Do the American Bar Association’s Model Rules of Professional Conduct, which appear to advise lawyers against the very type of activity by attorneys who have been protecting Cosby for so long, not trouble the conscience of team after team of attorneys who play pit bull to keep this man out of jail? Do any of these lawyers go home at night—they have been both male and female—concerned that they are facilitating a serial rapist? Is the new silence of his legal team following the latest public revelation about Cosby using Quaaludes to knockout his victims merely the latest strategy—time to hunker down to let this pass?

I wish I could answer these questions. I would feel better, for I am stunned that the legal profession can use the media to defame one woman after the next, when they were raped by Cosby. It is horrifying that money is all it takes for a rich sexual predator to beat the system. The only encouraging news is that the Los Angeles Police Department has finally awakened from its inattention to Cosby’s serial bad behavior.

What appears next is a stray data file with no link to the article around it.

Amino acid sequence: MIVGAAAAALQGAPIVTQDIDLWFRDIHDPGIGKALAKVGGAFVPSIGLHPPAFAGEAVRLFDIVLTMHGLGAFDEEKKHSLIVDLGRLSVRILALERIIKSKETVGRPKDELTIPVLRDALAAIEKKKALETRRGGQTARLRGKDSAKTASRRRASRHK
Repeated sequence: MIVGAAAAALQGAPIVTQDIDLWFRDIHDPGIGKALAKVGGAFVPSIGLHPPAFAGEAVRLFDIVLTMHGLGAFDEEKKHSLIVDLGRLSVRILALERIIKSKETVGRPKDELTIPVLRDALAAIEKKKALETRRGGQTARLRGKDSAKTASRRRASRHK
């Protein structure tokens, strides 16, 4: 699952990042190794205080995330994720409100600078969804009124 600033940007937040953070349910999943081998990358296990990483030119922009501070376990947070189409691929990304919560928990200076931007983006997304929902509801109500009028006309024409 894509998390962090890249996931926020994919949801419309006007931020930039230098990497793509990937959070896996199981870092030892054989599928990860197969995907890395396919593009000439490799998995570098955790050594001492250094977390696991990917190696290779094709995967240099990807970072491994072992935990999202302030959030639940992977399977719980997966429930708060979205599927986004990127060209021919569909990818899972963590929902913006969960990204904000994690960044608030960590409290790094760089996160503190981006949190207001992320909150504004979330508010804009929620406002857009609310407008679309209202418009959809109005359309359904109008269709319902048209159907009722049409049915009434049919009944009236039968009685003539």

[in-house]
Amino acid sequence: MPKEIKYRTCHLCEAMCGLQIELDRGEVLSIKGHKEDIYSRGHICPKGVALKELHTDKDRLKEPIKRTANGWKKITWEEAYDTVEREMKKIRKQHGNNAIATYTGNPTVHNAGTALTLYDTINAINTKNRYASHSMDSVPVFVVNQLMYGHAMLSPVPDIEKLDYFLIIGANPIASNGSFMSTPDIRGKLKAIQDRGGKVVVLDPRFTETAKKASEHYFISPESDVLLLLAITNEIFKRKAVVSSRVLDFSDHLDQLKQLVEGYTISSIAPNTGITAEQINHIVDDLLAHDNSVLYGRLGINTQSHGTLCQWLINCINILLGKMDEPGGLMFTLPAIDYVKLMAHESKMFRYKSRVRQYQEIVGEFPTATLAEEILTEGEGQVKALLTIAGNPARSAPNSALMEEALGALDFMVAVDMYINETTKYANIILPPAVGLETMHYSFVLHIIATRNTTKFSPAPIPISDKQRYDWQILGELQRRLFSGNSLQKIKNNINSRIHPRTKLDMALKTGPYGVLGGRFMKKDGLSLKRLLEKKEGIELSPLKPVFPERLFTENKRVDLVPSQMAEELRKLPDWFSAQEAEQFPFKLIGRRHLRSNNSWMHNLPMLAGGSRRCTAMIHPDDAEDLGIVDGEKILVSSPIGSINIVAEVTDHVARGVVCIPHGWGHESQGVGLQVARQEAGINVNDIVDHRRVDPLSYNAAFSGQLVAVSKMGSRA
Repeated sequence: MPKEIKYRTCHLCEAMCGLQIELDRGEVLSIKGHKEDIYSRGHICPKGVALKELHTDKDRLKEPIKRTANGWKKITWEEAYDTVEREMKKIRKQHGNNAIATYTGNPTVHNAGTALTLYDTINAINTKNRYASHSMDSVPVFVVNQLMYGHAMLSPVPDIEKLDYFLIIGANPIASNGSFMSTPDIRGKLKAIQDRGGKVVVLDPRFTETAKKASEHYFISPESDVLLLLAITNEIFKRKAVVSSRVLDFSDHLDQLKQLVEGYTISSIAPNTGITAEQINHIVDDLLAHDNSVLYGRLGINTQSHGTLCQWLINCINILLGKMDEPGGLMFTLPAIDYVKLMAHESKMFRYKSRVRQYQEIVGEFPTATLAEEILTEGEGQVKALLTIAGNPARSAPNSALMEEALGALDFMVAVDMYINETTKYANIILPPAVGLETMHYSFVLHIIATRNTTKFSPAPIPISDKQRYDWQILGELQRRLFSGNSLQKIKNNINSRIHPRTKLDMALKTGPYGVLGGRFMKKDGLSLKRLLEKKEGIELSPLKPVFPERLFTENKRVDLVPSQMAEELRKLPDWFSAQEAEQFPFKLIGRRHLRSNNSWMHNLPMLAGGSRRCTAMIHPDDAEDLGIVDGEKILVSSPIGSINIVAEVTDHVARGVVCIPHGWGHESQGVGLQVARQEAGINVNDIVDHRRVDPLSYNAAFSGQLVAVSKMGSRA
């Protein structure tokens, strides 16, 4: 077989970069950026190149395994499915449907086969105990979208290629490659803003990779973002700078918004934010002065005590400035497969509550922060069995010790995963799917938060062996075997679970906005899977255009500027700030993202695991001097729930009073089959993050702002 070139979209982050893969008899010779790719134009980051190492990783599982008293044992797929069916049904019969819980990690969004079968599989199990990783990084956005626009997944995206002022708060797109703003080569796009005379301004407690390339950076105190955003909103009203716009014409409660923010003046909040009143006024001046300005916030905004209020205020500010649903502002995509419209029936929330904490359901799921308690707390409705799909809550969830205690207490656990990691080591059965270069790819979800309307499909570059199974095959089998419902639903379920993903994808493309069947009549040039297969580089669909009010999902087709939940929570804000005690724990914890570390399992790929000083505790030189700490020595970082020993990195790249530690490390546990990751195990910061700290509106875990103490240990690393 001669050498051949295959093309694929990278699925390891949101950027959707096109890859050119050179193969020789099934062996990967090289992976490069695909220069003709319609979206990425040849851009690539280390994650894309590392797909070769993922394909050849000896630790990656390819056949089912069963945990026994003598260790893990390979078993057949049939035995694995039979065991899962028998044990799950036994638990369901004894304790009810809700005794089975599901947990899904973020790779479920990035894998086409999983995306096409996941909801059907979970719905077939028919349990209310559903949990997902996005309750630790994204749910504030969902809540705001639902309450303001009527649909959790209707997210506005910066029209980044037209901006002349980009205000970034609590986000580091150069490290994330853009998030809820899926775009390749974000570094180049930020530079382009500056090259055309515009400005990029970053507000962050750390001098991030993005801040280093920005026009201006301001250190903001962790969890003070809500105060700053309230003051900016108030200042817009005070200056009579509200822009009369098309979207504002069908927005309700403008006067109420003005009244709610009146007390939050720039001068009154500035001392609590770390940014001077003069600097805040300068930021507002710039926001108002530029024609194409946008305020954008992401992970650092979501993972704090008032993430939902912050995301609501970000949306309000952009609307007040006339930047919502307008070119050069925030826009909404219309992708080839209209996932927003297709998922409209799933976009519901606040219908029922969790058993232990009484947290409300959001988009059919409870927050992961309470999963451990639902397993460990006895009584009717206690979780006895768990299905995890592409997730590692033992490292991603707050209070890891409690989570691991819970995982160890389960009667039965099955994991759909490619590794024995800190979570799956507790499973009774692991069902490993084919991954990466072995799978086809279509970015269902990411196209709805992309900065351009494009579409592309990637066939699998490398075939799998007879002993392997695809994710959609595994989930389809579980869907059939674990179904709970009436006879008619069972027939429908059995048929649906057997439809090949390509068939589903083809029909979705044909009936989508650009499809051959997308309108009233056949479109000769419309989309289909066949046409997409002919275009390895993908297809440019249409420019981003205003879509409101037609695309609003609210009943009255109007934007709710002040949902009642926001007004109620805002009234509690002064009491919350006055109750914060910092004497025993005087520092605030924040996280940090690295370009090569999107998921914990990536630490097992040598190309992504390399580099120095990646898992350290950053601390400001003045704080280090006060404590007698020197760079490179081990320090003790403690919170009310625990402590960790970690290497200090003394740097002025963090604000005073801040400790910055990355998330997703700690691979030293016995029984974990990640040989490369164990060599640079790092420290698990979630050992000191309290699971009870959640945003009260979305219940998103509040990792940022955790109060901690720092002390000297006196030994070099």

9 responses to “Troubling Question: How Do Bill Cosby’s Attorneys Get Away With It?”

  1. Charlie says:

    Thank you, John Dean. And if Cosby’s legal team doesn’t sue you for slander, it speaks volumes.

  2. roy black says:

    I would be curious to know the test you propose to determine when people are entitled to a lawyer and to defend themselves. Cosby has never been convicted of a crime and it seems he has a right to defend himself. The accusations against him have all been highly publicized. Some of the women hired Gloria Allred to conduct press conferences yet you claim that Cosby can’t fight back in the media. He has to remain silent in the face of the allegations and thus appear guilty. So I ask what standard are you using to determine when people can defend themselves.

  3. shanen says:

    I’m concerned that my thoughts on this topic may result in accusations that I am in some sense defending Bill Cosby. It is quite clear that what he did was wrong, certainly in a moral sense and probably in a criminal sense, too. However, I think that the closest approach to a “correct solution” at this late date would be something along the lines of what Dave Letterman did, though there are vast difference in the two situation. Bill Cosby needs to publicly admit that he did the wrong deeds, and he should provide some details while attempting not to provide further injury to the women who were involved. In Bill Cosby’s case, I also think he should probably go bankrupt due to morally appropriate compensations that are due to the victims–but I won’t bet on it going that far…